• The rate of return for outward investment was 9 percent in 2019, while the inward rate of return was 5 percent. Both rates of return were slightly below their 10-year averages in 2019
  • Europe was the largest source and destination of U.S. direct investment, accounting for 60 percent of U.S. direct investment position abroad and 64 percent of foreign direct investment position in the United States.
  • Foreign direct investment in the United States increased from every region, with the largest increase from the Asia and Pacific region.
  • The value of U.S. direct investment in Europe, Asia and Pacific, and Canada increased in 2019. Investment in Latin America and Other Western Hemisphere and Africa decreased, while investment in the Middle East remained unchanged.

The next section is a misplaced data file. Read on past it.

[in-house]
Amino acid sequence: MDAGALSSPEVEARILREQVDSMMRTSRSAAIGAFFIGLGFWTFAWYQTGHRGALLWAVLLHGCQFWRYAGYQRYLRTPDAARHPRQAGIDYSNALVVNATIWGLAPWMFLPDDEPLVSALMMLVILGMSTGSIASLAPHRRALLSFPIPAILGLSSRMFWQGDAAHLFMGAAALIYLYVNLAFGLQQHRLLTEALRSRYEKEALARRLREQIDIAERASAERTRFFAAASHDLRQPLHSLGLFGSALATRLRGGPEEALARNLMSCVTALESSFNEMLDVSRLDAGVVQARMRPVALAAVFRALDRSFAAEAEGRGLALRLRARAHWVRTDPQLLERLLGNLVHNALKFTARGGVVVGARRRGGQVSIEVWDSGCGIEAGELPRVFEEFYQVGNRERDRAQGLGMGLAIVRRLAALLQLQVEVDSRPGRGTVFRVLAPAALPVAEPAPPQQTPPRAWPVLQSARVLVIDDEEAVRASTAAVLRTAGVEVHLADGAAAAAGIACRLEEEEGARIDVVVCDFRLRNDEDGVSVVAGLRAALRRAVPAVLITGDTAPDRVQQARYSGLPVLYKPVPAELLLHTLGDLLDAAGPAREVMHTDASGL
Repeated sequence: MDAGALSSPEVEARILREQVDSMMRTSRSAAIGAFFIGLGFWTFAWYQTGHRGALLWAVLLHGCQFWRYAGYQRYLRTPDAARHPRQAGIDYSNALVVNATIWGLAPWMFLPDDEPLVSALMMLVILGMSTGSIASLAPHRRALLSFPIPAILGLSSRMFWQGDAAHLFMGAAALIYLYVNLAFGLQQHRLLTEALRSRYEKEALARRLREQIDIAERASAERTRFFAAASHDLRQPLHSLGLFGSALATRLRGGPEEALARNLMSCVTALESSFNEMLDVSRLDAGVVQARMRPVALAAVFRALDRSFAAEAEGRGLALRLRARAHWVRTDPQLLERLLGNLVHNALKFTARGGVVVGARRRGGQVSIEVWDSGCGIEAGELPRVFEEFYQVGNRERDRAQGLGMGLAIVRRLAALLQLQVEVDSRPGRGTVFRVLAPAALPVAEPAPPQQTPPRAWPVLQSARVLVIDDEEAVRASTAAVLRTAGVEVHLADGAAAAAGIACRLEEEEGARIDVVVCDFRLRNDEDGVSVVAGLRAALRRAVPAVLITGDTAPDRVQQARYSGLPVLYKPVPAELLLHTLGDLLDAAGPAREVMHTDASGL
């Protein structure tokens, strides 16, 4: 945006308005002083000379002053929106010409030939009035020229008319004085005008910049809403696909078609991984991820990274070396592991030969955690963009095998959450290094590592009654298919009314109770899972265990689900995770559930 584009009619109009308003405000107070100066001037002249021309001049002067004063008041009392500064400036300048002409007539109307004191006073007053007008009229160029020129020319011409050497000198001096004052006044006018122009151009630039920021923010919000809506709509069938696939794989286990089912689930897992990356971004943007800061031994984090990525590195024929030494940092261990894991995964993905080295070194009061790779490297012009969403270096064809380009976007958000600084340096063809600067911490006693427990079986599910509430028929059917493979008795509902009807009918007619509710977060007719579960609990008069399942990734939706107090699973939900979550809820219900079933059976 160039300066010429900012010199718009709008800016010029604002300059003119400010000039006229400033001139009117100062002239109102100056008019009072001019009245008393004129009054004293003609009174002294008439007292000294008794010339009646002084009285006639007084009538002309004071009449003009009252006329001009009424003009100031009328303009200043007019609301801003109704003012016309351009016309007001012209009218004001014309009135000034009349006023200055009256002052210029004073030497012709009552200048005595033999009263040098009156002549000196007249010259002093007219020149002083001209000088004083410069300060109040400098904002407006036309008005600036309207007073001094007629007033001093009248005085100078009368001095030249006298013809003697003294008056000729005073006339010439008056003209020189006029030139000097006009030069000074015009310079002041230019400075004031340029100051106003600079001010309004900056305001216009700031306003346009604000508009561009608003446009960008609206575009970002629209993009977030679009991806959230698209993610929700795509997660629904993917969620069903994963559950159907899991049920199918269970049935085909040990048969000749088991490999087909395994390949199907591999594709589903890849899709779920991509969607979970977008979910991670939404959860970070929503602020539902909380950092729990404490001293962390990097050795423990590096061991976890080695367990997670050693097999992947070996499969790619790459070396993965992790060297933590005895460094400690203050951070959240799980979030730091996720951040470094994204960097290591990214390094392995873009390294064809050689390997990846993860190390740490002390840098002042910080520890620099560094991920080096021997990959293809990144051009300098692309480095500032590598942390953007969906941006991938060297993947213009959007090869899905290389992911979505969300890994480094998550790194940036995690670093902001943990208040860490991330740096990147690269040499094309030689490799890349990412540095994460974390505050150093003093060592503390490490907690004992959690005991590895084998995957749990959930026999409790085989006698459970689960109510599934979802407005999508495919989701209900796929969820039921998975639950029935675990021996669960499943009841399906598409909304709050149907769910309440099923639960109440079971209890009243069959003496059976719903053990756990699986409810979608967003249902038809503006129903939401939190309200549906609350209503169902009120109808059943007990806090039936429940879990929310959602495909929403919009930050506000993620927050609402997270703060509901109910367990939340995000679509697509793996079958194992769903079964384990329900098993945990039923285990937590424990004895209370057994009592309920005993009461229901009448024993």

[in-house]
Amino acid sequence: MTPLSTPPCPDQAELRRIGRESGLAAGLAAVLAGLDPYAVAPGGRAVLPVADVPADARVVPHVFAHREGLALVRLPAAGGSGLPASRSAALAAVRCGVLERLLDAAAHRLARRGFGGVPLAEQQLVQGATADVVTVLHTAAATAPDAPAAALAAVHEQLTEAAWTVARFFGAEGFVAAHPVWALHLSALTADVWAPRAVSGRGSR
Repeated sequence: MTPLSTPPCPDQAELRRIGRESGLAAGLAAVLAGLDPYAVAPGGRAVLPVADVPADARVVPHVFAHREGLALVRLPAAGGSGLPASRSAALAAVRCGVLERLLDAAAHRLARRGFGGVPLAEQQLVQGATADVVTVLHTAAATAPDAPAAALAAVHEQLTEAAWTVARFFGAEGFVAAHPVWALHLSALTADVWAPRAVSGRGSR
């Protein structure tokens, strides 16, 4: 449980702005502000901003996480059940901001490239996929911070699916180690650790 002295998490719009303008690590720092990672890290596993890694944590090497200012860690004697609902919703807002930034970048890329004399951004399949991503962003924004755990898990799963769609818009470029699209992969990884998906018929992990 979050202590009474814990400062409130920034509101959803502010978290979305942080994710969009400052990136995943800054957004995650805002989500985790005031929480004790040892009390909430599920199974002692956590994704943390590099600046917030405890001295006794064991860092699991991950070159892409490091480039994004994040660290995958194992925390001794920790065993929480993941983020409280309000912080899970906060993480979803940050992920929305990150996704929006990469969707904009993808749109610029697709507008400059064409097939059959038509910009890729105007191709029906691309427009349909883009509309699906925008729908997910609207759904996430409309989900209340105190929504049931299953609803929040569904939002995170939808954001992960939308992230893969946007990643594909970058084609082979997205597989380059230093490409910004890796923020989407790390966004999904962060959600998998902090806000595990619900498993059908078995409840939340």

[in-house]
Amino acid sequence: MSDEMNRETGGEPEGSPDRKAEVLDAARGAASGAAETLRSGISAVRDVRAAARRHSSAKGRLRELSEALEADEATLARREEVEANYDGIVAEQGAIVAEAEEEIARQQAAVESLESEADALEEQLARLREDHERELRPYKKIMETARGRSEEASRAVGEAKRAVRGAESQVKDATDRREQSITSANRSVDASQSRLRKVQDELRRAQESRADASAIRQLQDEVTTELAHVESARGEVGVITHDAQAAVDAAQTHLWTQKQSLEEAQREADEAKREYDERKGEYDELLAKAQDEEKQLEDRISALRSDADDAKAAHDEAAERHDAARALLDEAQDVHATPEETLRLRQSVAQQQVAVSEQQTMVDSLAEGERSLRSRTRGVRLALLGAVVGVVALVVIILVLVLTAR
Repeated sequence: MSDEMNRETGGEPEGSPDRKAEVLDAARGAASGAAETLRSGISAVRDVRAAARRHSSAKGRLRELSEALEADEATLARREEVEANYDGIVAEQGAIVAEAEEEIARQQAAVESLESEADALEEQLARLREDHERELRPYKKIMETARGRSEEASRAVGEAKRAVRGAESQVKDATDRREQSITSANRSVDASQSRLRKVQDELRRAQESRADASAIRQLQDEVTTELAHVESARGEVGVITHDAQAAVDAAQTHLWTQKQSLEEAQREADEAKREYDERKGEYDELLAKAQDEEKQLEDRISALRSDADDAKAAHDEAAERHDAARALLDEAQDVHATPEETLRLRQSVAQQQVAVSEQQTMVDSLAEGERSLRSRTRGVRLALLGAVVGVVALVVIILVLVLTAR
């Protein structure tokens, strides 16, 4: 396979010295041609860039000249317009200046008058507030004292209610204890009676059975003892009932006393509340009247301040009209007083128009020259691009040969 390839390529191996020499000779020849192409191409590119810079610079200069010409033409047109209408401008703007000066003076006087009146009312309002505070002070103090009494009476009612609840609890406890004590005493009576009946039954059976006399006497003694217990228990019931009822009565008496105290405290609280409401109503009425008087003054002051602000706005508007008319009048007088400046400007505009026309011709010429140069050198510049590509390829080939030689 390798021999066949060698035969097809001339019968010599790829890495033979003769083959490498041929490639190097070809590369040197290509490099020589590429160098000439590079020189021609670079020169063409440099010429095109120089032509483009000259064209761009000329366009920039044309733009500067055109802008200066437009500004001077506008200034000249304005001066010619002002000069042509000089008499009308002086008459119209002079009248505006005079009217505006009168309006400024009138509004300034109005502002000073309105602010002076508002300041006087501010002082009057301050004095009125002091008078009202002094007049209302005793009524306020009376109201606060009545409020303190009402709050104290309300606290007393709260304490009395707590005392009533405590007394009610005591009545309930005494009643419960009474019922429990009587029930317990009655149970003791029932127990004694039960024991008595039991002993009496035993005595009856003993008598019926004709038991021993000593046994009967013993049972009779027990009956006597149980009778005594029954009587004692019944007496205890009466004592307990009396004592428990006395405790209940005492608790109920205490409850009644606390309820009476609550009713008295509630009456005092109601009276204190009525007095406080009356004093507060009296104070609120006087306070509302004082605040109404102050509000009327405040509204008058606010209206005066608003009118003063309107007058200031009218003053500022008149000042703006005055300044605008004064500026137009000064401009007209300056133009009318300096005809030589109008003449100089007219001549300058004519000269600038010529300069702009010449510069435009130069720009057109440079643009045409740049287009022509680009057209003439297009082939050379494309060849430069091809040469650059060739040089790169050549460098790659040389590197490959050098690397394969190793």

• The top 10 host countries accounted for 75 percent of the stock of U.S. direct investment abroad in 2019.
  • The U.S. direct investment position abroad remained the largest in the Netherlands at $860.5 billion, followed by the United Kingdom ($851.4 billion) and Luxembourg ($766.1 billion).
  • Canada ($402.3 billion) moved up one position from 2018 to be the fourth largest host economy, moving Ireland ($354.9 billion) into fifth.
  • The TCJA generally eliminated taxes on dividends, or repatriated earnings, to U.S. multinationals from their foreign affiliates beginning in 2018.
  • In 2019, U.S. multinationals repatriated $396.3 billion from their affiliates abroad. This is a decrease of $454.6 billion from the record repatriations in 2018 of $850.9 billion but still more than twice the average annual dividends from the 10 years prior to the TCJA.